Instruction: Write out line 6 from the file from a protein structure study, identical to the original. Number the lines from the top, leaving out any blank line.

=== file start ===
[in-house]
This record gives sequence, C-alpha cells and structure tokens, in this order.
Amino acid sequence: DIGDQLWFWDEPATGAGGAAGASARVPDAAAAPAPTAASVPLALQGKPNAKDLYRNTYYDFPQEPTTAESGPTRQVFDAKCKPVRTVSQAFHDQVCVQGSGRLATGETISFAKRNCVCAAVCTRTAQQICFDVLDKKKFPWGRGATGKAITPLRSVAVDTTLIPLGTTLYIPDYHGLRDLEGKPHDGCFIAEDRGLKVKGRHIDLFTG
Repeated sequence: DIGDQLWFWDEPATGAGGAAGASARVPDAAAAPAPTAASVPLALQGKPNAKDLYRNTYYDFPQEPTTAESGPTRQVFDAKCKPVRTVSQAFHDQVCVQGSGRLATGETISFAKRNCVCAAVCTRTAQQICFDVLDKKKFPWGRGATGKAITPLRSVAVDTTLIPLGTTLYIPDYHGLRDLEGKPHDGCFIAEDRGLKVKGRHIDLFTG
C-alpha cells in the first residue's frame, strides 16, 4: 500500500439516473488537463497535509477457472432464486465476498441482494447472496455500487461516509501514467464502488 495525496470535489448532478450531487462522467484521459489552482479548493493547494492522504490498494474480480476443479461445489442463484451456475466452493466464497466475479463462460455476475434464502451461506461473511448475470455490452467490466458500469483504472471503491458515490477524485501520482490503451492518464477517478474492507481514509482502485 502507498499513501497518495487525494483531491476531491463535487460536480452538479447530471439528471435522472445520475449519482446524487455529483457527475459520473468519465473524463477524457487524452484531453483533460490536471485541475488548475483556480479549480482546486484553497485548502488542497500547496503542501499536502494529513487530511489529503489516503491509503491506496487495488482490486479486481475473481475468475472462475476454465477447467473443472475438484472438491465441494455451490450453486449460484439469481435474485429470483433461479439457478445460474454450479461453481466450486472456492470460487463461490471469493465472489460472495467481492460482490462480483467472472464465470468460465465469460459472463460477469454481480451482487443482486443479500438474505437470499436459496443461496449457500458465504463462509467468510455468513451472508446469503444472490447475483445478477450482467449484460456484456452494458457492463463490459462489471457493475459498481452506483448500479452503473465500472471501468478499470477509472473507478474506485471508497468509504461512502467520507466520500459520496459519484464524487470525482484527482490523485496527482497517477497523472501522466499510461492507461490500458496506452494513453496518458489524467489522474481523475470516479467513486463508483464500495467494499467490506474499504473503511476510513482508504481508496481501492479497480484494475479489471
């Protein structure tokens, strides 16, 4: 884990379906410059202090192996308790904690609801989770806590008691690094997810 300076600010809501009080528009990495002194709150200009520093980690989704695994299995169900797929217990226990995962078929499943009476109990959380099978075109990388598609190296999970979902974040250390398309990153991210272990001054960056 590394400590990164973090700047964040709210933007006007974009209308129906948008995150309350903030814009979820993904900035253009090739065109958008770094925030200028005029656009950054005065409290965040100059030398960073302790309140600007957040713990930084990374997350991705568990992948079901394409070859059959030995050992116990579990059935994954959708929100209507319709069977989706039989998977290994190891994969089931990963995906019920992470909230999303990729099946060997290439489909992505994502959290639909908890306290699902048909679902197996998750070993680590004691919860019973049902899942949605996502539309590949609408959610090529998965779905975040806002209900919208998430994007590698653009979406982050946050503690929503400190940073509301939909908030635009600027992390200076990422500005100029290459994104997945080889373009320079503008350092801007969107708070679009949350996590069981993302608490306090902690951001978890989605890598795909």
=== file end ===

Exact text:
């Protein structure tokens, strides 16, 4: 884990379906410059202090192996308790904690609801989770806590008691690094997810 300076600010809501009080528009990495002194709150200009520093980690989704695994299995169900797929217990226990995962078929499943009476109990959380099978075109990388598609190296999970979902974040250390398309990153991210272990001054960056 590394400590990164973090700047964040709210933007006007974009209308129906948008995150309350903030814009979820993904900035253009090739065109958008770094925030200028005029656009950054005065409290965040100059030398960073302790309140600007957040713990930084990374997350991705568990992948079901394409070859059959030995050992116990579990059935994954959708929100209507319709069977989706039989998977290994190891994969089931990963995906019920992470909230999303990729099946060997290439489909992505994502959290639909908890306290699902048909679902197996998750070993680590004691919860019973049902899942949605996502539309590949609408959610090529998965779905975040806002209900919208998430994007590698653009979406982050946050503690929503400190940073509301939909908030635009600027992390200076990422500005100029290459994104997945080889373009320079503008350092801007969107708070679009949350996590069981993302608490306090902690951001978890989605890598795909």